Sunday, June 3, 2007

The most powerful handgun in the world

Since seeing the movie Sudden Impact, where Clint Eastwood's "Dirty Harry" character dispatches a bad guy with an Automag, I've wanted one. Recently all versions of the model 180 Automag were placed on the C&R (Curio and Relic) list by the ATF, so I could get one in CA. And get one I did -- I actually got two, but that's a story for another day.

I got a TDE branded Automag made in 1973 at the North Hollywood plant. When I bought it, it appear unfired, a condition I quickly remedied. There are many pages detailing the history of Harry Sanford and the Automag corporation, so I won't repeat it here.

Contrary to popular belief (if you take the Wikipedia site as the source of all truth -- UPDATE: The Wikipedia site has been fixed) the Automag action is not gas operated, but is a short recoil action. The breech is locked by a multi-lugged, rotating bolt much like what one finds on AR-type rifles, only bigger.

In recoil, the slide is decelerated by a pair of beefy springs on two steel rods on either side of the frame.

The slide can be pulled back by grasping the two serrated cocking pieces, one on either side of the rear of the slide, with the thumb and index finger of the non-shooting hand. Unfortunately, for those familiar with the "whole hand" cocking method deployed with 1911s (placing non-shooting hand on slide with web over rear sight) this will be the only disappointment with the Automag; cocking is a bitch.

The other peculiarity about the Automag is the thumb safety; it can only be activated with the hammer down. Now, the Automag is a single action pistol so it would make sense to carry it in condition 1 (one up the pipe, hammer cocked, safety on) but the safety cannot be activated with the hammer cocked back; what's the point of the safety exactly?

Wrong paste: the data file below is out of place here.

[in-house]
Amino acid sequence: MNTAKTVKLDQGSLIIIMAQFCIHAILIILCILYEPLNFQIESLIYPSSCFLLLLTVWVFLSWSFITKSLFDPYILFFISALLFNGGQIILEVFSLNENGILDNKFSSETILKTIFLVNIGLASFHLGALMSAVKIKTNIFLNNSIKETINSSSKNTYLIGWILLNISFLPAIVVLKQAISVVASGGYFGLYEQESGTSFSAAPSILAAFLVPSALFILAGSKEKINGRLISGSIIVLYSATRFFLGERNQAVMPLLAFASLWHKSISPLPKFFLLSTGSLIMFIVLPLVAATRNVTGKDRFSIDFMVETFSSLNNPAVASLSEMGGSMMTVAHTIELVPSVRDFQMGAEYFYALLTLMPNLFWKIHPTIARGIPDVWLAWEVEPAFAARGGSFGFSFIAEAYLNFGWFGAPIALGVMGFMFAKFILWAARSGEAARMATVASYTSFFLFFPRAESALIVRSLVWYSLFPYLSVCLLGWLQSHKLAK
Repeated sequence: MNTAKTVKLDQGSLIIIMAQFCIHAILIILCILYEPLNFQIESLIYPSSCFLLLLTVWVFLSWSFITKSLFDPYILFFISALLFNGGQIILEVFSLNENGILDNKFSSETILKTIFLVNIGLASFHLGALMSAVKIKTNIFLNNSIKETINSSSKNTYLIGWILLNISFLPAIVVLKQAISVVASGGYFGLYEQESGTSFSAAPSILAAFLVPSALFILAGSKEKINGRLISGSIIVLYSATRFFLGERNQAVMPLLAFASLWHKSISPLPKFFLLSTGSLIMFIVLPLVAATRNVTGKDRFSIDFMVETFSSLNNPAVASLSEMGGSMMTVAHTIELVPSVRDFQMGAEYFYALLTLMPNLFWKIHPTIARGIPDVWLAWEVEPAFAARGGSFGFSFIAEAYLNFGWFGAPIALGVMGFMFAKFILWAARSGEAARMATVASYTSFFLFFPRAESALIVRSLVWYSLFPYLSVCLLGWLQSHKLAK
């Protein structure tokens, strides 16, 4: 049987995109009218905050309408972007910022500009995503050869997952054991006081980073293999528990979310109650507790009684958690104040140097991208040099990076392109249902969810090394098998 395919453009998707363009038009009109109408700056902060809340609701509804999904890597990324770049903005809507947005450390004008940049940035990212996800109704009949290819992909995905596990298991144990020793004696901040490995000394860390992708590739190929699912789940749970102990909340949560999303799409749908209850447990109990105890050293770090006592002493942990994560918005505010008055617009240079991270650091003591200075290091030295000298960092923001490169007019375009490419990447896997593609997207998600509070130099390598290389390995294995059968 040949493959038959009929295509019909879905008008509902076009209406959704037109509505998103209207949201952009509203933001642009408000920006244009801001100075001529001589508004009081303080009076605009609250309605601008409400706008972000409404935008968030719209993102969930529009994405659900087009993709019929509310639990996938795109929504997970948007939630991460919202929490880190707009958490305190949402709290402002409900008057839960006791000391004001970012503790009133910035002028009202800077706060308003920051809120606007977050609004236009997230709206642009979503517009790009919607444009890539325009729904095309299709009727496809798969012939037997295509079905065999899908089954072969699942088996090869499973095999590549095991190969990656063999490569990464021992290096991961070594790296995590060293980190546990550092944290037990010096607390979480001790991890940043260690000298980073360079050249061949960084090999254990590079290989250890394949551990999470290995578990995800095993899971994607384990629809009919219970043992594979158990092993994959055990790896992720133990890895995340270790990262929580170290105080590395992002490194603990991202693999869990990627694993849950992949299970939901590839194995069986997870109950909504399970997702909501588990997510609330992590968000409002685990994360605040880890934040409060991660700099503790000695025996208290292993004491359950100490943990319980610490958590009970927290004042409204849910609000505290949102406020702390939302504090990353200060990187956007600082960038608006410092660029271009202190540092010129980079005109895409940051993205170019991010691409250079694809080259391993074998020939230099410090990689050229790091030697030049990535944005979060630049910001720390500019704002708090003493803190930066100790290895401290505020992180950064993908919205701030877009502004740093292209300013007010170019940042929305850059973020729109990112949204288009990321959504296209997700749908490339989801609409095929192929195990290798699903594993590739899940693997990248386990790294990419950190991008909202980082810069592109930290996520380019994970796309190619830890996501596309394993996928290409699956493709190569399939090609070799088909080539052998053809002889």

Yeah, yeah, but is it accurate? I worked up a load using Hornady 240gr XTP/HP bullets, seated to 1.600" in new Starline cases primed with CCI 350 (magnum) primers, over Alliant 2400 powder. I worked up the powder weight from 18.6gr to 21.6gr with a delta of 0.3gr. The sweet spot appeared at 20.7gr for a velocity of 1329+-10.4fps. This load grouped to under 1" from 15yds, shooting offhand while standing up. (The flier in the lower left of the group is a "pull")

And how's the recoil? Not as bad as full-house 44 magnum loads out of a 6" S&W 29, meaning I feel comfortable it shooting one-handed .... and the cases land neatly at my feet.

The most powerful handgun in the world? Nah .... been eclipsed by various revolver chamberings and the Desert Beagle in a 50AE chambering. But it's a finely crafted handgun. Now if only someone would build me a M1 carbine in 44 AMP ... I'll be happy.


Anonymous said...

Given the way it looks from the front, It's make an effective club, were you to run outta ammo.


Felix Estrella said...

Indeed! The Garand of handguns. :-)

Weetabix said...

Damn, but you can shoot!

You provided my inspiration for beginning handloading (which I haven't yet, but when I do, you get credit) by your target photos in that old CZ-82 thread. You were shooting a PA-63, I think.

I can't wait.

Felix Estrella said...

It's all the gun. I just hold it. :-)

Seriously, great that you're getting into handloading. I recommend that all serious shooters get into handloading if for no other reason than to get the most out of their finicky firearms.